February 2016
S M T W T F S
« Jan    
 123456
78910111213
14151617181920
21222324252627
2829  
News for Norther Colorado and the world

Monday, February 8, 2016

Posts Tagged ‘Mars’

Earthsky Tonight—May 18, Moon near Mars, Castor,

Earthsky Tonight—May 18, Moon near Mars, Castor, Pollux

Courtesy of EarthSky A Clear Voice for Science www.EarthSky.org At nightfall, the waxing crescent moon lines up with Castor and Pollux, the two brightest stars in the constellation Gemini the Twins. People often refer to these stars as ‘The Twins’ but they aren’t really twins at all. At a distance of about 34 light-years, Pollux wins acclaim as the closest giant star to our solar system. It’s one of the very few giant stars in our galaxy known to harbor a planet. Castor is farther ... Full Story

Earthsky Tonight — April 21, Moon and Mars tonight,

Earthsky Tonight — April 21, Moon and Mars tonight, Lyrid meteors before dawn

Courtesy of EarthSky A Clear Voice for Science www.EarthSky.org As soon as darkness falls tonight, look for the planet Mars quite close to the moon, which reached its first quarter phase today at 1:20 p.m. Central Time. The moon and Mars remain close together throughout the night, and descend westward throughout the evening hours. These two worlds set beneath the western horizon in the wee hours after midnight. The annual Lyrid meteor shower streaks the nighttime tonight from late night until ... Full Story

Earthsky Tonight — April 13: Mars and Beehive

Earthsky Tonight — April 13: Mars and Beehive cluster pair up in mid April

Courtesy of EarthSky A Clear Voice for Science www.EarthSky.org These mid-April evenings provide you with a golden opportunity to see the Beehive star cluster, the crown jewel of the constellation Cancer the Crab. The moon will be absent from the sky for the next several evenings, featuring dark nights for observing this deep-sky treasure. The Beehive is faintly visible to the unaided eye in a dark country sky. However, you really need binoculars to transform this hazy smudge of light into the ... Full Story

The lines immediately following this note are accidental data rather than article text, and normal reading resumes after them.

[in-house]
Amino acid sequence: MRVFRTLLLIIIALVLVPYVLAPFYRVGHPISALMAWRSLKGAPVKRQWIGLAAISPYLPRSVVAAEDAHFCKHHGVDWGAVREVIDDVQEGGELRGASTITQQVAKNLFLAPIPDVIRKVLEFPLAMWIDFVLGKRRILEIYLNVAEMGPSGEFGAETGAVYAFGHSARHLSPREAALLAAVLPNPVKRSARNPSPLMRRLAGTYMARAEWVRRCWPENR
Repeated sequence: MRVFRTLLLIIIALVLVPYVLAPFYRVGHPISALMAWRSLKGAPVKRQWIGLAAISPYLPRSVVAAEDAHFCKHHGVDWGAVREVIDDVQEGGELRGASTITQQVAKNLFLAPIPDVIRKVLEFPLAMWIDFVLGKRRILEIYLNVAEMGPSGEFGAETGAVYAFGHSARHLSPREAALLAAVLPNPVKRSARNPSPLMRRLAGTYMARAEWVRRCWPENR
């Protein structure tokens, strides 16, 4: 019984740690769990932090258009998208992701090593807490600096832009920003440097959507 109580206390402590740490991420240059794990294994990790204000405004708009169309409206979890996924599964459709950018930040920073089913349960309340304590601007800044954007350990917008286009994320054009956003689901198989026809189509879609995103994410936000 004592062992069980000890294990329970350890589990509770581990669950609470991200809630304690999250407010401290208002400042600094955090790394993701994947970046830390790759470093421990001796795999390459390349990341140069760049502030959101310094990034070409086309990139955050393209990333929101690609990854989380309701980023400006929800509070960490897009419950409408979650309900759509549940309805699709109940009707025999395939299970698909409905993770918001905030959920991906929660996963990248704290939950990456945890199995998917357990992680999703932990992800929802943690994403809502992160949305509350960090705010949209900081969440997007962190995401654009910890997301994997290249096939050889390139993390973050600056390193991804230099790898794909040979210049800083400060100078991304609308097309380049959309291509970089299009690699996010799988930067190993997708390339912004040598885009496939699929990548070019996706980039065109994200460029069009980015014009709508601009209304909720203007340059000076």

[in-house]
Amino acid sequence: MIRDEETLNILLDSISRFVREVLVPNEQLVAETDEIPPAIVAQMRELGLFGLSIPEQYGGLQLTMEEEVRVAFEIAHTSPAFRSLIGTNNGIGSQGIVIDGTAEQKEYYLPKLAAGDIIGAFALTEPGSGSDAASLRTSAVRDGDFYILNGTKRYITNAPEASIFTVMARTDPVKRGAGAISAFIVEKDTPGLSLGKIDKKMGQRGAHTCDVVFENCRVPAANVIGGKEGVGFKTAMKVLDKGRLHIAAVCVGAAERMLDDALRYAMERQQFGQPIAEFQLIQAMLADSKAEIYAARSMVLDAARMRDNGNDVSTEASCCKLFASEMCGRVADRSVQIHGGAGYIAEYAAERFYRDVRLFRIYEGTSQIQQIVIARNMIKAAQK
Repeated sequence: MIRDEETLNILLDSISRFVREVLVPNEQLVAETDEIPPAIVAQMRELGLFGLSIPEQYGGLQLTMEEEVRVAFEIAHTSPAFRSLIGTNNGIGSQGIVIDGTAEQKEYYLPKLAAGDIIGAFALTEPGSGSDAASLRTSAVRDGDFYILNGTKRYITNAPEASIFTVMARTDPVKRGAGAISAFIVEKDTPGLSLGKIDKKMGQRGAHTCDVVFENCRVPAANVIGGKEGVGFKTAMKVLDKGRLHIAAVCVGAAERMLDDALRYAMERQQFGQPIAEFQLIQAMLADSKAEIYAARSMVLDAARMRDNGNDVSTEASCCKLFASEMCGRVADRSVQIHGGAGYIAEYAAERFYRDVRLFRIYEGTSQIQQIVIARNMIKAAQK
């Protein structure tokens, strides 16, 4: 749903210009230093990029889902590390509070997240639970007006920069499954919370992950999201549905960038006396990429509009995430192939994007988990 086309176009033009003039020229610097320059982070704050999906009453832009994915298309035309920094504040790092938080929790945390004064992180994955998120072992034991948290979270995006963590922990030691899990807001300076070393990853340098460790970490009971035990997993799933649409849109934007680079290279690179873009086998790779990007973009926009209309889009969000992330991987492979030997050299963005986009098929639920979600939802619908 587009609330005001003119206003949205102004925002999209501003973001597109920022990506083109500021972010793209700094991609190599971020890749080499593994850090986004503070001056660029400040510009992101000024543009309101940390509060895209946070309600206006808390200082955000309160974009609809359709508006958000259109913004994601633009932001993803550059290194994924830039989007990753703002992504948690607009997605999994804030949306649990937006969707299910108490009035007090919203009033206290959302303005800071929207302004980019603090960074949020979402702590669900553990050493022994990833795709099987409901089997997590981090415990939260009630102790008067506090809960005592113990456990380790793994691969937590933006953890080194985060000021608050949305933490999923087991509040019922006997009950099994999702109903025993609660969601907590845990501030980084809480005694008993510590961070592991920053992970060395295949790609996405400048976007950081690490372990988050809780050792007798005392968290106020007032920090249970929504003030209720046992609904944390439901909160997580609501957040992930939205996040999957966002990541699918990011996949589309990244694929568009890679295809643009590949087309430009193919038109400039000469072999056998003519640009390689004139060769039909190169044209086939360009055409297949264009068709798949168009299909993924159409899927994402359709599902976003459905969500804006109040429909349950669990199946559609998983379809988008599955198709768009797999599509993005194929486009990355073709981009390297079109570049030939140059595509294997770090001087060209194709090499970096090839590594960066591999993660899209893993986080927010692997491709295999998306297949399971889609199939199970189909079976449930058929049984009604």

Earthsky Tonight — March 25, 2010: Moon and Mars

Earthsky Tonight — March 25, 2010: Moon and Mars guide to Beehive star cluster

Courtesy of EarthSky A Clear Voice for Science www.EarthSky.org If you observed the moon last night, you know that the planet Mars appeared to the upper left of the moon. This evening, you will find Mars as a bright orangish “star” to the upper right of the moon. You will need a medium sized telescope and good seeing conditions to see much on Mars, but a small telescope or even a good pair of binoculars will show you many features on the moon. The large dark spots are lava plains or ... Full Story

Earthsky Tonight — March 24, Moon close to Mars

Earthsky Tonight — March 24, Moon close to Mars

Courtesy of EarthSky A Clear Voice for Science www.EarthSky.org If you have been tracking the moon over the past few evenings, you know that it has been passing through some of the major players in the late winter, early spring skies. It skimmed the Pleiades star cluster on Saturday, then it plodded through Taurus the Bull, across Gemini the Twins and after midnight tonight it slips into Cancer the Crab. However, unlike Taurus and Gemini, Cancer is a very faint constellation, often not ... Full Story

Earthsky Tonight — Moon between Capella and

Earthsky Tonight — Moon between Capella and Betelgeuse

Courtesy of EarthSky A Clear Voice for Science www.EarthSky.org The rather wide waxing crescent moon will be shining in between two brilliant stars tonight. Capella, the brightest star in the constellation Auriga, will be beaming north of the moon, while Betelgeuse, the star marking the right shoulder in the constellation Orion, will be shining south of the moon. The moon swings full circle in front of the starry heavens in a little over 27 days. Twenty-seven days from now – on the night ... Full Story

Earthsky Tonight—March 11: Mars stationary in front

Earthsky Tonight—March 11: Mars stationary in front of stars

Courtesy of EarthSky A Clear Voice for Science www.EarthSky.org Almanacs say the planet Mars is “stationary” today. However, stationary doesn’t mean that Mars stays in the same place in Earth’s sky all night tonight. Mars actually shines in the southern sky at mid-evening, and crosses the sky westward throughout the night. This ruddy world sets beneath the western horizon before dawn tomorrow. Does stationary mean that Mars is staying still in its orbit around the sun? Hardly! Mars ... Full Story

Page 3 of 3123
41,176
SPAM BLOCKED